A few blocks to the northwest of McGolrick Park, off of Nassau Avenue, a new building is coming to 91 Diamond Street, in the heart of Greenpoint, which YIMBY can now reveal. Mortar Architecture + Development is behind the project, which will replace a vacant lot.
The blocks of Greenpoint are hardly renowned for their historic architecture, which is why it is confusing that applications for a new building in the neighborhood would even have to go through the Landmarks Preservation Commission’s approval process. But with plastic-sided housing now vulnerable to the politics of nostalgia, even sites like 111 Noble Street must navigate the city’s tendrils of red tape.
Building applications have been filed for a vacant site at 459 Quincy Street, next to Throop Avenue, in Brooklyn’s Bedford-Stuyvesant. Robert Bianchini’s ARC Architecture + Design Studio is the architect of record, and the new structure will have a total area of 10,859 square feet. Within that, there will be 7,408 square feet of residential space, to be divided amongst ten units, likely rentals. There will be four floors as well as a penthouse level, and four duplex units will be included within the mix, including one that begins on the fourth floor and then takes the entirety of the penthouse. Yosef Elishaiev of Rutland 491 LLC is listed as the developer.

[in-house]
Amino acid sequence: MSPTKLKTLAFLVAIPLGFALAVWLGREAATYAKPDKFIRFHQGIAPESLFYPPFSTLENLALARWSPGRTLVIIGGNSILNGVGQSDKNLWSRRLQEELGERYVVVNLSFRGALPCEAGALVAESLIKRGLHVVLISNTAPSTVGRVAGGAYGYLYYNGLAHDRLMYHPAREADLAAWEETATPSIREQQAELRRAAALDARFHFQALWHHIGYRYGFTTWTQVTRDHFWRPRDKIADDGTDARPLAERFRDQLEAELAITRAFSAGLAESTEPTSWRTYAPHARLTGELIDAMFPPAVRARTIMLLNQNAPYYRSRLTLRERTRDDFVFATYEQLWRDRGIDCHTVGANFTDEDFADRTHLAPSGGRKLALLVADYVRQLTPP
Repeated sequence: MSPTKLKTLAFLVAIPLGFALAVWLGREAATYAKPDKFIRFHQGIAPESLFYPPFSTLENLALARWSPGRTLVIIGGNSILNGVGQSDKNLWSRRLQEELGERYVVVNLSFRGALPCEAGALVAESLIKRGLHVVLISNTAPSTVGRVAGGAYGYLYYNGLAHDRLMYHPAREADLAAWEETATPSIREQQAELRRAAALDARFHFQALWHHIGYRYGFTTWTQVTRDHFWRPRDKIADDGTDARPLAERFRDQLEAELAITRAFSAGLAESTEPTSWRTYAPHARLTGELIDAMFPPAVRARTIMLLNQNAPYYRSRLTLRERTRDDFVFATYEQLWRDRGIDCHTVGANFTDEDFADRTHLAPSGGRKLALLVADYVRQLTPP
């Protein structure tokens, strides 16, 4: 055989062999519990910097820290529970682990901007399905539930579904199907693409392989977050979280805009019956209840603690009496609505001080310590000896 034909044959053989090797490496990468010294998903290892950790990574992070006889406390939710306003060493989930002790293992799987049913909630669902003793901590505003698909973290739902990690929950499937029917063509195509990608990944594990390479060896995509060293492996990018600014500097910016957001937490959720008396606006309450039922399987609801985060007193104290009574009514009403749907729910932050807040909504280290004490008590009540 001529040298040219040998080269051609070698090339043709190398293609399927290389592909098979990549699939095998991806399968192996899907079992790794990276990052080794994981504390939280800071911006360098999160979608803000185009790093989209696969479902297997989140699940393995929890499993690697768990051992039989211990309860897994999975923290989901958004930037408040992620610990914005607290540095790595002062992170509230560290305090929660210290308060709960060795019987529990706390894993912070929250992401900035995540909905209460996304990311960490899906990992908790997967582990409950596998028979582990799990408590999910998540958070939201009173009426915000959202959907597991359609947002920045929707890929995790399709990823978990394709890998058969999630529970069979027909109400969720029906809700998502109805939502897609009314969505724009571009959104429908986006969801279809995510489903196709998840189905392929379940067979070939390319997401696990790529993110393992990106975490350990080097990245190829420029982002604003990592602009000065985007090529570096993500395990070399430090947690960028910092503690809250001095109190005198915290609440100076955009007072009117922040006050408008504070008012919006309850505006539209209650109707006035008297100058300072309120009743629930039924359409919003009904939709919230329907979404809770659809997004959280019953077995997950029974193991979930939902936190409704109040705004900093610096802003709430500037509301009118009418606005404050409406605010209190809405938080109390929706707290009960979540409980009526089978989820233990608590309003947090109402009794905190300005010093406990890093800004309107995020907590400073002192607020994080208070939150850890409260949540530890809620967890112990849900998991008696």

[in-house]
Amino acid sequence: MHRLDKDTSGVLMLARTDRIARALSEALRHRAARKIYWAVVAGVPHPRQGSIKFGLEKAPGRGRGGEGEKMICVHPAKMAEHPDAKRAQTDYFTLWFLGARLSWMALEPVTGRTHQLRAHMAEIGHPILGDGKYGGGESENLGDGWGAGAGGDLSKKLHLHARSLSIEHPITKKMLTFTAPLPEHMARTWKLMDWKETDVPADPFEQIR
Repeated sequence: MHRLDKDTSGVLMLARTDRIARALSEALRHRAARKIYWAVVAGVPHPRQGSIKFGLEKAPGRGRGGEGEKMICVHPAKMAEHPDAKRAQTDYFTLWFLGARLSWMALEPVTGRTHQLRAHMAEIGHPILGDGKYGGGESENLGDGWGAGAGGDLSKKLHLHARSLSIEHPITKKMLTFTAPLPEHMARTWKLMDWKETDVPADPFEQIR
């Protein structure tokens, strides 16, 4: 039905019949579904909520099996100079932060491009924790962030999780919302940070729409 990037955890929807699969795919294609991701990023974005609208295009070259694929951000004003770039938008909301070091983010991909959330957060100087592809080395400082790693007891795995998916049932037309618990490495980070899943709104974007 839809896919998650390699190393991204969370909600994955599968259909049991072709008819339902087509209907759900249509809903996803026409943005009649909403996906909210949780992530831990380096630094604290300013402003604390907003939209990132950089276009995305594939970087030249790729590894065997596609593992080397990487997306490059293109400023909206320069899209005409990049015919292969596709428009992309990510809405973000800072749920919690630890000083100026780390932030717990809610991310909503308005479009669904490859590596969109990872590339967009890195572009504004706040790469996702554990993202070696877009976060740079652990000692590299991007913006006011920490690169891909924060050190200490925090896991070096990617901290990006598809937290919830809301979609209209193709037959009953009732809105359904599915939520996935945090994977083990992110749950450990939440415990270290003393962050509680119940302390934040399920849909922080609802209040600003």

A vacant lot in the Bronx’s Foxhurst neighborhood is about to sprout an eight-story building. Applications filed by the Stagg Group show the structure will have a total area of about 56,000 square feet, of which, 42,509 square feet will be residential space, to be divided amongst 63 rental apartments. There will be nine units per floor, as well as a 17-car parking garage on the first floor of the project. There will also be another 15 parking spaces in an off-street surface parking lot. Edmund Fogel of WMW Architects, P.C. is listed as the architect of record, and the site is located one block north of the Intervale Avenue stop on the 2 and 5 trains.
The southwestern blocks of the Upper West Side have been in a state of constant flux over the past few years, with several major developments either wrapping up or breaking ground across the last wide-open spaces remaining in the neighborhood. Perhaps the largest project within this area is GID Development’s Waterline Square, formerly known as Riverside Center, where construction on three new buildings is now pushing upwards and into the skyline.